The less than innocuous totems of the Kohl-Schröder-Merkel years — Luftwaffe flying combat missions over the Balkans for the first time since 1945, Joschka Fischer’s theatrical turn at the UN, monetary rules devised in Frankfurt acquiring continental sway, Bundeswehr preserving NATO’s client state in Afghanistan, Lisbon Treaty signed under German presidency of the EU — require some explanation deeper than that offered, typically, by polite journalism.
What, besides momentary calculation of interest and symbolic expediency, has driven the Aussenamt since its return to Berlin?
How, in particular, do the internal features of German society — broadly, the manner in which economic output is generated and the pattern of its distribution between classes — affect Berlin’s external stance?
Influence running in the opposite direction — from world conditions to domestic performance and growth trajectory — is plain enough to see, and widely acknowledged.
With exports making up around 50% of German GDP, the chronic global macroeconomic imbalances of the last 45 years have governed the recent evolution of the German economy more than most.
This post is a quick guide to how and why some of Germany’s key economic variables have changed since 1990.
What, finally, does their trajectory imply for Berlin’s future role in world affairs? Above all, how resilient is German Atlanticism, the keystone in the arch of the postwar Federal Republic, likely to prove?
As Angela Merkel embraces photo opportunities in Afghanistan, and deploys new expeditionary forces to Central and West Africa, are Strobe Talbott and his juniors at the Brookings Institution correct to fret about a fraying of Berlin’s commitment to NATO?
In the 1970s, following the Nixon Shock, West German firms and their Japanese counterparts famously maintained export competitiveness, despite sharp currency appreciation, by switching rapidly to new capital-intensive techniques (those using more capital goods per worker).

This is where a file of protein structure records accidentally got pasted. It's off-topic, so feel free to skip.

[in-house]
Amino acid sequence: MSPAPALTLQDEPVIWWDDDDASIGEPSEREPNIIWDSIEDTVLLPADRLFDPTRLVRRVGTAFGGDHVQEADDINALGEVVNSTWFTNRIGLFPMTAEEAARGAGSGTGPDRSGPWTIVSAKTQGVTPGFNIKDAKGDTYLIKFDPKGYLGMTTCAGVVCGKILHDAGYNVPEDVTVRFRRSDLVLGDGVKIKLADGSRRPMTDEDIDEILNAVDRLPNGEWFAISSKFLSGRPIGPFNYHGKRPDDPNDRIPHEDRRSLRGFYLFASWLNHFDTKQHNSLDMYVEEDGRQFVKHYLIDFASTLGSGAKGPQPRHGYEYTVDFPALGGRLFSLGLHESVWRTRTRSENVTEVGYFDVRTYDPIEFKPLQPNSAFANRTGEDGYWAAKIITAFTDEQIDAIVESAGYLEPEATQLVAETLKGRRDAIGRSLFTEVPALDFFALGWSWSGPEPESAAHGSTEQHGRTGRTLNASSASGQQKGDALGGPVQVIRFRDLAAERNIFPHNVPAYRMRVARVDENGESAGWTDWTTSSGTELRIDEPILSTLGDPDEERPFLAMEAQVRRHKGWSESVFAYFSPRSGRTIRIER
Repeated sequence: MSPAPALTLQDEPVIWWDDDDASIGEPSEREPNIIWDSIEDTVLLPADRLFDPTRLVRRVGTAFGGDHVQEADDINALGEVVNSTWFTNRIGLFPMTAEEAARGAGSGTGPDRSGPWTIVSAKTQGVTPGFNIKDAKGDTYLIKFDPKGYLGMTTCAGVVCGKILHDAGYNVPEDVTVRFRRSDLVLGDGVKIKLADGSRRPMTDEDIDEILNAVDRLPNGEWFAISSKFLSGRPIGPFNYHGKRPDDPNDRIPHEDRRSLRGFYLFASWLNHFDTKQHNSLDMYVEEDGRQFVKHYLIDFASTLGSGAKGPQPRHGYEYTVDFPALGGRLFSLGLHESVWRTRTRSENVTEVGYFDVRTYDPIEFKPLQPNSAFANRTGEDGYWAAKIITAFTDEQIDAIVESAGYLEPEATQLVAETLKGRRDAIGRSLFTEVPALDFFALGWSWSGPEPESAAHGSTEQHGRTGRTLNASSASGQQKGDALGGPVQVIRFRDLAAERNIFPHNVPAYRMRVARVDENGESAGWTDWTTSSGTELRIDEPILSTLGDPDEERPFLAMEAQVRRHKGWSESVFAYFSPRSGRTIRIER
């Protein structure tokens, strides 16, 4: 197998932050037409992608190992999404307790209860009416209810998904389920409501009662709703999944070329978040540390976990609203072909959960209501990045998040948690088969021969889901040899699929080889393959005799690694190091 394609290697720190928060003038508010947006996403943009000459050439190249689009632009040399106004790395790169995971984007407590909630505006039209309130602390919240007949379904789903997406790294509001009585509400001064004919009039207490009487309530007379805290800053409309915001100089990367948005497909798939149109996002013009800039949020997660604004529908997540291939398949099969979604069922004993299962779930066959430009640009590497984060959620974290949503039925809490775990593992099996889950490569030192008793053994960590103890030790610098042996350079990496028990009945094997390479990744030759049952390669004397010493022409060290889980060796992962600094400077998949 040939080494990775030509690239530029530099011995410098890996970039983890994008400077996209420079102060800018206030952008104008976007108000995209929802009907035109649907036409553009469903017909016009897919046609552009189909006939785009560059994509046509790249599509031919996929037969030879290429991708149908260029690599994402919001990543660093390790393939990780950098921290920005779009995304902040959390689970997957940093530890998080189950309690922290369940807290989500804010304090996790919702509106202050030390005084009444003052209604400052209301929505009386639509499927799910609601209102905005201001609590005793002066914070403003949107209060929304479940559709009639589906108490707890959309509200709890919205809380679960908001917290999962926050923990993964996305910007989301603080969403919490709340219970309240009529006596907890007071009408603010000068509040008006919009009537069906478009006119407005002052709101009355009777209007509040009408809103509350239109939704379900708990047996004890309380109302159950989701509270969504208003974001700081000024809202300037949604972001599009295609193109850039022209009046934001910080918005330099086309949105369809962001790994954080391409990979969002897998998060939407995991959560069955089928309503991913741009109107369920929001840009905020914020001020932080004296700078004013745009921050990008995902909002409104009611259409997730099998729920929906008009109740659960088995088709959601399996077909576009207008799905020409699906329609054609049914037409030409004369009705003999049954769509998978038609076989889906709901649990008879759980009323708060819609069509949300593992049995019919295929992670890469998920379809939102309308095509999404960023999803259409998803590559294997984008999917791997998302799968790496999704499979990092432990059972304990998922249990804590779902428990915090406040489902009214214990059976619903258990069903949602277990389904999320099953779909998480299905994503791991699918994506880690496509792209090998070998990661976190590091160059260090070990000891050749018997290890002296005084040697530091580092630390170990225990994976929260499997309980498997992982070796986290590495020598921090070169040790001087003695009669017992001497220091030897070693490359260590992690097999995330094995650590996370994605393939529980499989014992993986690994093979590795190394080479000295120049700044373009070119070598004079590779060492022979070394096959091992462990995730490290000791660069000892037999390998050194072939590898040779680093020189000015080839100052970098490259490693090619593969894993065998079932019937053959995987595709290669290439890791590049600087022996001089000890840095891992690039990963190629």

Mechanization, for a time, reaped higher levels of labour productivity (output per worker).
To be sure, technical progress during the 1970s and 1980s would be slower than it had been in the previous ‘miraculous’ two decades.
But, under the SPD administrations of Brandt and Schmidt, followed by Kohl’s long reign, the Bonn republic’s annual growth rates (labour productivity at 2.7%; capital intensity at 3.4%) still outpaced those of other advanced economies besides Japan.
Since labour productivity grew faster than real wages, the wage share in West German national income fell steadily from 1974 onwards.
Yet this capital-deepening approach was no longer feasible by the time of later currency shocks: the 1985 Plaza Accord, the Exchange Rate Mechanism and the 1999 advent of European monetary union.
In the decade following the collapse and annexation of the Stalinist DDR, unfavourable technical conditions prevailed in the Bundesrepublik. The much-decried fiscal burdens of reunification, mesmerizing popular media if not policy elite during Kohl’s prolonged dotage, distracted from this deeper malaise.